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jdarlack
10-09-2004, 11:21 PM
I am teaching Sunday School and I have a few native Italian speakers in the class. Their English is much better than my Italian (which is nonexistant), but they still use their Italian Bibles in class. I'd like to be familiar with the Italian translations and perhaps cut & paste the Italian into my handouts.

BibleWorks has three Italian versions:

Edizione San Paulo N.V.B. (with Deutero-Canon)
La Sacra Bibbia Nuova Riveduta
La Nuova Diodati
Does anyone have a clue as to how these versions compare?

All of the copyrights range from 1991 to 1995, so I think I can assume that none of the above versions are comparable to the King James in age, but I have no clue as to whether each version is better compared to the NASB or to the Message in translation technique!

Ideas?

Believing Sojourner
10-10-2004, 02:24 AM
Brother Jim Darlack,

I see e-Sword at http://www.e-sword.net/bibles.html also has an Italian Bible called "Italian Rioveduta Luzzi." I just installed it so I could check out the copyright information by clicking on "Bible," "Information." It says, "1925 Italian Riveduta Luzzi." With no further information, I surmise this version can be expected to have more of a formal equivalency approach than a free or dynamic equivalency approach.

I did look up Romans 1:16, Romans 8:1, I Timothy 3:16 and 1 John 5:7, and it is clear this version is NOT based upon the Textus Receptus type Greek text.

I rechecked Romans 8:1 in the Italian version and then in the Message, and the Italian version seems much more in harmony to the Greek, even for a person who knows no Italian. See Below.

Rom 8:1 IRL

(1) Non v'č dunque ora alcuna condanna per quelli che sono in Cristo Gesų;

Rom 8:1 MSG

(1) With the arrival of Jesus, the Messiah, that fateful dilemma is resolved. Those who enter into Christ's being-here-for-us no longer have to live under a continuous, low-lying black cloud.

I hope this information helps.

In Christ,
Scott Adams

Ivo Fasiori
10-10-2004, 10:09 AM
I am teaching Sunday School and I have a few native Italian speakers in the class. Their English is much better than my Italian (which is nonexistant), but they still use their Italian Bibles in class. I'd like to be familiar with the Italian translations and perhaps cut & paste the Italian into my handouts.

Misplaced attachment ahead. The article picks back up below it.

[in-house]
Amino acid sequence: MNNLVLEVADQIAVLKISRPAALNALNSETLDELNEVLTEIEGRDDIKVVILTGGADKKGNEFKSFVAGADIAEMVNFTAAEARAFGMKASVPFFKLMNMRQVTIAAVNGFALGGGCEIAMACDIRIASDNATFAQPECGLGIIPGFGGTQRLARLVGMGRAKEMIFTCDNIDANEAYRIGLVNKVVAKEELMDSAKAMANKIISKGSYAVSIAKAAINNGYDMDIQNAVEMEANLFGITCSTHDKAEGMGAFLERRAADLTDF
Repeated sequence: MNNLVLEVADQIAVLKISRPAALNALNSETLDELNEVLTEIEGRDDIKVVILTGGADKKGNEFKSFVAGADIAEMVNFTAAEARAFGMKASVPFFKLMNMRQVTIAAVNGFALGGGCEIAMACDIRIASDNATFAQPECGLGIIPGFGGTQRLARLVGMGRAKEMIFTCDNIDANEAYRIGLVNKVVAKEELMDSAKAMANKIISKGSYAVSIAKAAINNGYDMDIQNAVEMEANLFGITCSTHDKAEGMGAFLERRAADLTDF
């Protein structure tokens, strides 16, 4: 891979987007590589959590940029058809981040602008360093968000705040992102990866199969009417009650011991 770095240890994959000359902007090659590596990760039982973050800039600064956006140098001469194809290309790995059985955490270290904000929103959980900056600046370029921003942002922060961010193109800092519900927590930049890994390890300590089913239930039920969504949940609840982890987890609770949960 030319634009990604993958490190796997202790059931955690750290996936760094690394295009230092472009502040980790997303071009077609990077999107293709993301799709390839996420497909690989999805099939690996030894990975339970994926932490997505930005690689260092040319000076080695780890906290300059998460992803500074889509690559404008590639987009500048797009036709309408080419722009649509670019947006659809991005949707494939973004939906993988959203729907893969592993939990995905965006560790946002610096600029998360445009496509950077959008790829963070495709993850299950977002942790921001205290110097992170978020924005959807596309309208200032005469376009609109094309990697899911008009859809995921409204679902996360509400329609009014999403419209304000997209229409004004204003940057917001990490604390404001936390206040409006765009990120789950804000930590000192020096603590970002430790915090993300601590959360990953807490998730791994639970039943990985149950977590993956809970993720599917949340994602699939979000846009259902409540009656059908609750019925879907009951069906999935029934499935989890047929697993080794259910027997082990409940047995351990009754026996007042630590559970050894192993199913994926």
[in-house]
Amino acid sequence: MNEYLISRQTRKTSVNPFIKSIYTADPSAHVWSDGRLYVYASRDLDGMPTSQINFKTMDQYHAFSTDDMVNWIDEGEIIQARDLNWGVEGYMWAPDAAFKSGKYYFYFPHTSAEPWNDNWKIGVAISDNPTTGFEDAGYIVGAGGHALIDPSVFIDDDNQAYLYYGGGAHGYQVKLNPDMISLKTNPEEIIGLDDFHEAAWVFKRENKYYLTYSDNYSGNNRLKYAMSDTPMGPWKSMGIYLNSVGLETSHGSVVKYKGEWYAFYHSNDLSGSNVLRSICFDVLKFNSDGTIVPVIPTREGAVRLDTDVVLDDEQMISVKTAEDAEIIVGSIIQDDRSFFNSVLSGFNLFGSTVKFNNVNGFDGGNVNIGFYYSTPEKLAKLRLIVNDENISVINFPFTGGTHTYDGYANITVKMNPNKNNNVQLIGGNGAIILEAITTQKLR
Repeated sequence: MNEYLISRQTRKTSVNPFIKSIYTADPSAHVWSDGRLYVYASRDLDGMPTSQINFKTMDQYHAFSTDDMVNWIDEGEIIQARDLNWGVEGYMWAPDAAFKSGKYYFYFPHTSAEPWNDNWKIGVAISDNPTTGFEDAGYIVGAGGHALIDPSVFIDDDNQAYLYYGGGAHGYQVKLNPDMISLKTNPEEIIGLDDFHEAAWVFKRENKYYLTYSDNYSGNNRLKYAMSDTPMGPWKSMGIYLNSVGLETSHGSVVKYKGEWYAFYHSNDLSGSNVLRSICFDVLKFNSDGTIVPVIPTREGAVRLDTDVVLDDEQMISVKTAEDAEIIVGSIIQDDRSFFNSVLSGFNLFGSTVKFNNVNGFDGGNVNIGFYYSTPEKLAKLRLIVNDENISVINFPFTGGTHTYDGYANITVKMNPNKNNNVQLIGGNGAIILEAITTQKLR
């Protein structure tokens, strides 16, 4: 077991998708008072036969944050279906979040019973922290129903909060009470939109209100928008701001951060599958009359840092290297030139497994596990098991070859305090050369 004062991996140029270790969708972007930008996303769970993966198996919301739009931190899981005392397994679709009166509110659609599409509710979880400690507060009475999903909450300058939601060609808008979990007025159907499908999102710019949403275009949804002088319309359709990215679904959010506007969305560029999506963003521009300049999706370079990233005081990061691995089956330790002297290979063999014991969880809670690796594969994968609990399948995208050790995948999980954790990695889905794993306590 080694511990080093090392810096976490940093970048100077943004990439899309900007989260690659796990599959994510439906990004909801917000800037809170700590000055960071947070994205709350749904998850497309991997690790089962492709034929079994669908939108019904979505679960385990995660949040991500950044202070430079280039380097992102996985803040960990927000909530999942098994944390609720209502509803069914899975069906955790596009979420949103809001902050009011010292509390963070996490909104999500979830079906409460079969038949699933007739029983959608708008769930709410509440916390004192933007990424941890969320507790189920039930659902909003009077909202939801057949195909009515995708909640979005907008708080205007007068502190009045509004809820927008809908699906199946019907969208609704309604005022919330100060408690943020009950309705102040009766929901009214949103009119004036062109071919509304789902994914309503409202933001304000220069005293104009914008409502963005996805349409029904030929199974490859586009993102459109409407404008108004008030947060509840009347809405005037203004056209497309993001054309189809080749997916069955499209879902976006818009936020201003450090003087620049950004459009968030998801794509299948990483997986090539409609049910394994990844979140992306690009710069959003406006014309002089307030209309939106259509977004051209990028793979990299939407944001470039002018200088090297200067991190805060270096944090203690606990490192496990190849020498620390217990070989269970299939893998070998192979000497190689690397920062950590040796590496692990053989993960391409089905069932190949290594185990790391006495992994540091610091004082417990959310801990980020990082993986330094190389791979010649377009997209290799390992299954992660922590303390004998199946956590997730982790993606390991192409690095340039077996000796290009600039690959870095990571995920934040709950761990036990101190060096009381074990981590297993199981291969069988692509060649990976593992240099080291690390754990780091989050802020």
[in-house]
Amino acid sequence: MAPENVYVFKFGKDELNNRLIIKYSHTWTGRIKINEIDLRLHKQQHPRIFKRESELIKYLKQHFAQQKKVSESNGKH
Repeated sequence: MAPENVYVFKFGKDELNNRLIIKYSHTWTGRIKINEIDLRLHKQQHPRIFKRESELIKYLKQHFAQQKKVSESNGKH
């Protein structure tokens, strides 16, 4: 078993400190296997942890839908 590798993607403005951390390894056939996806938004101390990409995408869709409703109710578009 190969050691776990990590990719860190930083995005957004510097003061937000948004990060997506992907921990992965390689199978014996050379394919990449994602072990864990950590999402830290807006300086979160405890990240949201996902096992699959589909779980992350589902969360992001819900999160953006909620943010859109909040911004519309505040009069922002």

BibleWorks has three Italian versions:
Edizione San Paulo N.V.B. (with Deutero-Canon)

La Sacra Bibbia Nuova Riveduta
La Nuova Diodati

Does anyone have a clue as to how these versions compare? Hi!

The first one (San Paulo) is a catholic translation, the other 2
protestant, so, if you teach to Italian protestants, I assume they
are more acquainted with the 2nd and 3rd versions!

The 2nd and 3rd are REVISIONS and not fresh translations, I mean:
La Sacra Bibbia Nuova Riveduta is a revision of "Riveduta Luzzi", one
of the traditional Italian protestant translation (copyright 1925).
La Nuova Diodati is a revision of the "Diodati" Bible, the Italian
equivalent to the English KJV (copyright about 1600!)

San Paulo is a fresh translation by top Italian catholic scholars!
One of the best Italian current Bible versions!

All 3 are "traditional" as far as translation tecnique is concerned.

Hope this helps!

Greetings from rainy Italy!http://www.bibleworks.com/forums/images/icons/icon6.gif

Ivo

jdarlack
10-10-2004, 01:59 PM
Thank you Scott and Ivo for your information about these translations!

Sunday School went very well today, and Nunzio and Rosetta, my Italian friends, were happy to see the text in its "original language!" :)

Blessings to you both!

Mille grazie!

Y2K2
10-11-2004, 06:52 AM
I just came across this site in looking for something else. I thought maybe it would be of interest to you, http://www.crs4.it/Letteratura/Bibbia/Bibbia.html

Shalom,
Roundtree.